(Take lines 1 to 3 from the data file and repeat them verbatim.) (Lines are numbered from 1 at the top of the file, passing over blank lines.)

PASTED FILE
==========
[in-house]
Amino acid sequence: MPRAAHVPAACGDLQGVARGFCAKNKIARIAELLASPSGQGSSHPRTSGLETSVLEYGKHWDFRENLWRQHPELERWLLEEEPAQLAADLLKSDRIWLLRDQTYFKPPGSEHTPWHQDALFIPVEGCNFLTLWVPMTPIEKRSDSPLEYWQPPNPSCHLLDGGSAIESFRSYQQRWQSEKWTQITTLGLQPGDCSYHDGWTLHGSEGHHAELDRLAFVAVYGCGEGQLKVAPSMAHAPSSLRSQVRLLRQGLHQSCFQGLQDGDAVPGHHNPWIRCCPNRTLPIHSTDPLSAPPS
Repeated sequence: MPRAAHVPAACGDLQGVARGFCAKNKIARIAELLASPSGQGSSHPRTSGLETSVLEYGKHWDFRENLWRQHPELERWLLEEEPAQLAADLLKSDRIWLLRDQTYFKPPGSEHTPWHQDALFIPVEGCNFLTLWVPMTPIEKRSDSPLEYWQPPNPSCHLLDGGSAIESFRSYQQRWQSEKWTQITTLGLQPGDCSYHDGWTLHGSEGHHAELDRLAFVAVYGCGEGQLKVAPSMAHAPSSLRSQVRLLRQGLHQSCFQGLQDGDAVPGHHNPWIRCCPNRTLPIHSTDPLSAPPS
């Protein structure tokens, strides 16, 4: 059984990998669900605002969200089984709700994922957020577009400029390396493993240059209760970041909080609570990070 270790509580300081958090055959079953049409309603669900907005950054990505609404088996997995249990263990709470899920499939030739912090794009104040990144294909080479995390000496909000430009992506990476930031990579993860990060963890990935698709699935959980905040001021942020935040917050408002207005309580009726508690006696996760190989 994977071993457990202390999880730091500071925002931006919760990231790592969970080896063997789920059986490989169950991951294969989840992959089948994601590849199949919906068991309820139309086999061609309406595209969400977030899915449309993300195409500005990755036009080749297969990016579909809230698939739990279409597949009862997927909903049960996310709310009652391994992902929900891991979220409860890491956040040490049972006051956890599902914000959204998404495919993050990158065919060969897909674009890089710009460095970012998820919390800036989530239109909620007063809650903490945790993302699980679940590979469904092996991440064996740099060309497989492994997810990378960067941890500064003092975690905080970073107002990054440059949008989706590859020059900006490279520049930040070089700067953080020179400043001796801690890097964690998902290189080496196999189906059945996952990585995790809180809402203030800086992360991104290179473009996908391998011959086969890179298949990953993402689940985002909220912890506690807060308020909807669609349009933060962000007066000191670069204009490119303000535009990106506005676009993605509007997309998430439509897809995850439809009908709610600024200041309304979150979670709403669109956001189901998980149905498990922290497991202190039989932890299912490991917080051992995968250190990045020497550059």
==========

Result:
[in-house]
Amino acid sequence: MPRAAHVPAACGDLQGVARGFCAKNKIARIAELLASPSGQGSSHPRTSGLETSVLEYGKHWDFRENLWRQHPELERWLLEEEPAQLAADLLKSDRIWLLRDQTYFKPPGSEHTPWHQDALFIPVEGCNFLTLWVPMTPIEKRSDSPLEYWQPPNPSCHLLDGGSAIESFRSYQQRWQSEKWTQITTLGLQPGDCSYHDGWTLHGSEGHHAELDRLAFVAVYGCGEGQLKVAPSMAHAPSSLRSQVRLLRQGLHQSCFQGLQDGDAVPGHHNPWIRCCPNRTLPIHSTDPLSAPPS
Repeated sequence: MPRAAHVPAACGDLQGVARGFCAKNKIARIAELLASPSGQGSSHPRTSGLETSVLEYGKHWDFRENLWRQHPELERWLLEEEPAQLAADLLKSDRIWLLRDQTYFKPPGSEHTPWHQDALFIPVEGCNFLTLWVPMTPIEKRSDSPLEYWQPPNPSCHLLDGGSAIESFRSYQQRWQSEKWTQITTLGLQPGDCSYHDGWTLHGSEGHHAELDRLAFVAVYGCGEGQLKVAPSMAHAPSSLRSQVRLLRQGLHQSCFQGLQDGDAVPGHHNPWIRCCPNRTLPIHSTDPLSAPPS